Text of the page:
The preferred embodiment and best mode of the invention is seen in FIGS. 1 through 12. The invention shown therein comprises a modular separable fluid testing device. While the invention can be used for any body fluid such as sputum, blood, body fluids or urine, it is primarily designed for use in collecting urine/blood samples for use in testing for the presence of various kinds of cancer in the body.
As shown in FIGS. 1-4, a sample testing apparatus 20 is constructed of polystyrene and comprises a tubular collection container 22, a cap member 30 and a plunger unit 50 with associated test assembly 70.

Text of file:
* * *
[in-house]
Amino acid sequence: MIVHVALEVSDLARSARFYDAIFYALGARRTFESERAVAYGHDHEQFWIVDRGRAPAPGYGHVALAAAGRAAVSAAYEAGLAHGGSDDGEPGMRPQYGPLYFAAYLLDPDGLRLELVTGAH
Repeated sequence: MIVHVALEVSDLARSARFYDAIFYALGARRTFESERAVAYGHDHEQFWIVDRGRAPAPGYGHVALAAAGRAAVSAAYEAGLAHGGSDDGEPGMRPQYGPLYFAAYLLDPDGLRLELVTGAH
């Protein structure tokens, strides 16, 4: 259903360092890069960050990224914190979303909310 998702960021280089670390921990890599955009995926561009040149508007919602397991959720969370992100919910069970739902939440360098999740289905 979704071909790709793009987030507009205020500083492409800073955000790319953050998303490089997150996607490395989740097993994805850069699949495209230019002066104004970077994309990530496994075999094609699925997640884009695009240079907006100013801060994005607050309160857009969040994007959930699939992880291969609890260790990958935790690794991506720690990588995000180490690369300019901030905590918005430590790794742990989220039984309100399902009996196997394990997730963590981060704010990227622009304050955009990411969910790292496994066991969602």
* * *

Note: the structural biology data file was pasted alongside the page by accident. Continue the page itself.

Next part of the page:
The tubular collection container 22 as shown in FIG. 2 is constructed with a tubular open ended cylindrical body 24 defining a chamber 23 with an open flared end portion 26 formed on one end with a circular rib 28. The flared end portion 26 has a wide mouth to more easily receive body fluid such as urine which is loaded into the unit. A cap member 30 is removably secured to the other end 27 of the collection unit 22 by virtue of a friction fit over the body 24. The cap member 30 comprises a disc shaped body 32 with an upwardly extending flexible skirt member 34. A downwardly extending flange 36 extends inward from the skirt member S4 to hold the test assembly 70 in place once it is carried by the plunger past end 27 of container 22 and flange 36.